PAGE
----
From the Editor

From the Editor

Editor's Word | 16 Jul 2002 | Issue 24 | By Marcin Miller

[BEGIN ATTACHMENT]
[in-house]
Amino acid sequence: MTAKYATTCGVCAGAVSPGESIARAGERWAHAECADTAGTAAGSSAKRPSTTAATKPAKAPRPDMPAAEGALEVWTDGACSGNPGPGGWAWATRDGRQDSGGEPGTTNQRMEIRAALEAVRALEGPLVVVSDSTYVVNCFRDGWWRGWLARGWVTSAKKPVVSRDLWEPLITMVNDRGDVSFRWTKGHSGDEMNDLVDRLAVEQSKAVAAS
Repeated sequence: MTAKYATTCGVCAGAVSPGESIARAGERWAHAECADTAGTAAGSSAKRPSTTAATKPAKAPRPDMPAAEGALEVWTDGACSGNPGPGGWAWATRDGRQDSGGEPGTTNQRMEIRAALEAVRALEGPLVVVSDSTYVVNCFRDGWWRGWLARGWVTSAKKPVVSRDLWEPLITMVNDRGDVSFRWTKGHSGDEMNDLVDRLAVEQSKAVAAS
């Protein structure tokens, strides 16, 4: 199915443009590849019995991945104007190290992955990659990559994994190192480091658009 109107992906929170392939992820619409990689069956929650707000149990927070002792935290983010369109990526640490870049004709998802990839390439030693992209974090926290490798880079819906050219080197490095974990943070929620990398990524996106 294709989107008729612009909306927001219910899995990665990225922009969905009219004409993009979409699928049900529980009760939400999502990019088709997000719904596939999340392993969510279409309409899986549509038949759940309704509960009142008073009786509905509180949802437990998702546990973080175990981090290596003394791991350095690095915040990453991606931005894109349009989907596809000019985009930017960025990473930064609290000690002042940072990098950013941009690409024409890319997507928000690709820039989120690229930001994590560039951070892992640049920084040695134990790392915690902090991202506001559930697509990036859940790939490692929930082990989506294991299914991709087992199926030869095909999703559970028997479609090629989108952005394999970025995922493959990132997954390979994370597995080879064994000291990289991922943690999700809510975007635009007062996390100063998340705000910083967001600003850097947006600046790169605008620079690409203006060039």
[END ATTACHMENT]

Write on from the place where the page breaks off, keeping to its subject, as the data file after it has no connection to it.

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Should you be scanning the illustration on the cover of this issue looking for your home country, please don’t take offence if it is not there. It’s a cartoon and does not, therefore, bear excessive geographical examination. Similarly, don’t take offence if the caricature is unjust – that’s the whole point of caricatures. Notwithstanding the obvious shortcomings of sweeping generalisations, many people in the industry have surprisingly defined ideas regarding the national characteristics of whisky enthusiasts in different countries. We decided this was worthy of exploration.The appreciation of whisky in splendid isolation removes the sense of global perspective. Personally, that is one of the reasons I enjoy whisky. In much the same way that some find a round of golf clears the mind or that the best way to forget the stresses and strains of the outside world is to indulge in the current vogue for yoga, whisky allows you to relax. It’s almost an irrelevance how you unwind as long as you do. I dare say the alcohol plays some part in this.The point of the cover, and the piece it reflects, is that it is easy to get immersed in your own way of doing things. Such as drinking whisky. But it is worth taking a step back and looking at the world as a whole.Okay, so by now most people know that the biggest markets in the world for Scotch are Spain and France. But if you look at figures for just bottled malt (as opposed to bulk malt for vatting and blending purposes), the UK is still top. And by some way. France is second and the USA third. After that it is a long, long way to fourth place with Spain a nose in front of Germany. Italy is sixth with twice the sales of seventh place Canada. Sweden is in eighth (with half the sales of Canada), narrowly ahead of the Netherlands in ninth and Japan in tenth. Of course, a snapshot like that doesn’t tell you the whole story. You need per capita consumption and information on the value of the market (one of the top 10 markets is entirely dominated by a malt bottled at the tender age of five) and demographic details to see the entire picture. As I am reliably informed, size isn’t everything. Were we to put together a top 10 of whisky enthusiasts by nationality, now that would be interesting.When visiting the whisky festivals on Islay and Speyside you can get a good handle on the countries with the keenest whisky lovers. There are always Germans, Swedes, Norwegians, Dutch and Belgians around. One doesn’t tend to see too many French or Italian visitors. Seldom does a whisky event pass by without some Americans, Canadians and Japanese having made a pilgrimage. Admittedly, it is harder for those from farther afield to get to the festivals. But it really is worth the effort, wherever you are from. Whisky is at heart an agricultural product. Read Martine Nouet’s piece about matching Islay malts to the finest Islay produce (pages 56 to 58). To understand whisky, its importance to the community, its context you really, really have to get out there to see, touch and smell its provenance. I now look forward to an exposé of my gross hypocrisy having not made it to Speyside this May … The world is getting smaller. If you haven’t visited the distilleries you are missing out. At the time of writing, Glendronach is restarting production. Once again, good news for all lovers of whisky. I read a barbed comment on one of the internet bulletin boards: “The aim of Whisky Magazine is to help the Scottish whisky industry, and not to facilitate an interesting debate or try to make the products better.” I take this as a positive comment. Despite the intriguing conspiracy theory that the industry and Whisky Magazine are in collusion to dupe whisky consumers the world over, I am proud to say that Whisky Magazine does try to help the whisky industry, and the whiskey industry and the bourbon industry. Of course, those industries are very powerful and prospered for many years without the help of the magazine, thank you very much. But without the mutual trust and respect of the industry we cannot have meaningful debate. It is only very recently that the distillers have opened up. No-one wants a return to the dark ages. Whisky Magazine has the ear of the industry and is the mouthpiece of the consumer. Without both sides, it isn’t much of a debate.
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